php.ini location

php-logowhere is the Location of my php.ini?

Finding the php.ini file can be vital to certain tasks. This is the configuration file read when PHP begins. This will only happen once with server module versions of PHP, but will happen on every invocation with CLI and CGI versions.

When php –ini is present on the command line execute, you will get something that looks like:

Configuration File (php.ini) Path: /etc/php5/cli

Loaded Configuration File:         /etc/php5/cli/php.ini

Scan for additional .ini files in: /etc/php5/cli/conf.d

Additional .ini files parsed:      /etc/php5/cli/conf.d/curl.ini,

/etc/php5/cli/conf.d/pdo.ini,

/etc/php5/cli/conf.d/pdo_sqlite.ini,

/etc/php5/cli/conf.d/sqlite.ini,

/etc/php5/cli/conf.d/sqlite3.ini,

/etc/php5/cli/conf.d/xdebug.ini,

/etc/php5/cli/conf.d/xsl.ini

This comes from the local dev-machine and the second line is the one to look at to find the php.ini location. However, if it’s not listed there, it will be found on the first line.

Another Way to Locate the php.ini File

If you need to find the php.ini location quickly, you can use:

php -i | grep php.ini

This will tell you the php command-line application for running a phpinfo(). You will get it in text format and it will be filtered through grep to find the location, which will look like:

Configuration File (php.ini) Path => /etc/php.ini

What is php.ini?

The php.ini file is a PHP special file used for various types of PHP, such as suPHP. This is the part of the code where you can make changes to your PHP settings, revert back to the default settings, edit the file or create a new text file called php.ini.

Within cPanel, the php.ini location is:

/home/username/php.ini

When using Plesk for VPS you will find it here:

/var/www/vhost/$DOMAIN/etc/php.ini

You will need to replace username with your cPanel user name and $DOMAIN with your domain name when locating the php.ini file this way.

Making Changes to the php.ini File via cPanel QuickConfig

Making changes to the php.ini file doesn’t have to be hard. You can use the “php.ini QuickConfig” utility found within your cPanel. It’s located in the “Software/Services” section of the admin area.

Start by logging into cPanel and locating the “php.ini QuickConfig” utility in “Software/Services”. Click on it and enable QuickConfig, if it’s not already enables.

Now you can modify the settings however you see fit and just click the “save changes” button when you’re done.

When you make changes to your php.ini file in this manner, it will overwrite any current PHP settings on your account.

Common Reasons for Modifying the php.ini File

There are many different reasons why you may need to modify the php.ini file. One of the most common reasons to find the php.ini location and change the setting is if you’re moving from a non-secure PHP environment to suPHP.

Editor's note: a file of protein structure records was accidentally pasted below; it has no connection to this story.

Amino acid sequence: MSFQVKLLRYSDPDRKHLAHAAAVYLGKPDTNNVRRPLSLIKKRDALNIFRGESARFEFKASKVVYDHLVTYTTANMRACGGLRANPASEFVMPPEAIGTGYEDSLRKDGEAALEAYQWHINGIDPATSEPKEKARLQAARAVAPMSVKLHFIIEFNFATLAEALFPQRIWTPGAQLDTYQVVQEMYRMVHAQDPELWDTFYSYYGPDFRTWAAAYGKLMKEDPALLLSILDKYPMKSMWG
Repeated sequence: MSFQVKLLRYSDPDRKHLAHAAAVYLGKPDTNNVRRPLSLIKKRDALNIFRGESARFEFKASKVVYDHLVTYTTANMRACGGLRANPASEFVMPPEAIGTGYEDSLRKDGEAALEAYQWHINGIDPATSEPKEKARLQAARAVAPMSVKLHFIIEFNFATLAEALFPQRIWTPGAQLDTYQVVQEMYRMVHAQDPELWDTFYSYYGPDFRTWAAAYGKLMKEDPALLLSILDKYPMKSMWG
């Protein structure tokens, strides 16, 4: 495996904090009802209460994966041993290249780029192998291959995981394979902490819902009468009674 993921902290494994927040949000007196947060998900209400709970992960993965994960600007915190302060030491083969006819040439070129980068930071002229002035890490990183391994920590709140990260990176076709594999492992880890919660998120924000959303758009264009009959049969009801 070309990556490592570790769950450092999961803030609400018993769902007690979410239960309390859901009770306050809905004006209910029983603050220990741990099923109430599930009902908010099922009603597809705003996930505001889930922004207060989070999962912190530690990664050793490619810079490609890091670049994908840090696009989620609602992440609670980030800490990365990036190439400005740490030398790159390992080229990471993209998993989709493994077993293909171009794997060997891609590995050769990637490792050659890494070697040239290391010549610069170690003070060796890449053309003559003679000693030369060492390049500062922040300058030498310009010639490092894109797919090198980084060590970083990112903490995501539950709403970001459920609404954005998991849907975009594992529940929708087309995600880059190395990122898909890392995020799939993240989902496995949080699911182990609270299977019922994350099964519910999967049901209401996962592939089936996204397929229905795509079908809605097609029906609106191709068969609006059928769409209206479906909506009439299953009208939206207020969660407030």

Another reason you may need to change the settings of this file is if you are running PHP as APACHE module, as CGI or as a custom PHP CGI setup.  Sometimes errors are encountered and the php.ini file must be modified to fix those errors.

PHP Settings You Cannot Change

With some types of hosting, you cannot change certain PHP settings. Shared and reseller hosting typically come with limits on what you can and cannot change. These limits are put in place to ensure the stability of the server.

However, if you’re using VPS or dedicated hosting, you won’t have the same limits when it comes to changing the settings of the php.ini file. Most hosting companies allow you to change all of the PHP settings with VPS or dedicated hosting.

The shared and reseller hosting PHP settings you cannot change include:

safe mode = Off (cannot adjust)

memory_limit = 256M (MAXIMUM)

max_execution_time = 30 (MAXIMUM in seconds)

max_input_time = 60 (MAXIMUM in seconds)

post_max_size = 64M (MAXIMUM)

upload_max_filesize = 64M (MAXIMUM)

enable_dl = Off (cannot adjust)

These same settings can be adjusted with VPS and dedicated hosting package. However, changing these settings to an incorrect configuration of the server can lead to poor performance or even cause the server to crash. Most hosting companies recommend that you don’t change the PHP settings from the default settings, unless there is a valid reason for making the changes.

Should You Change the php.ini File?

Unless you have the technical knowledge and a good reason for changing the php.ini file, you shouldn’t change it. Making the wrong changes can lead to major issues. However, there are good reasons for changing the PHP settings of your hosting. If you don’t know how to do this properly, it’s best to contact technical support for help.

 

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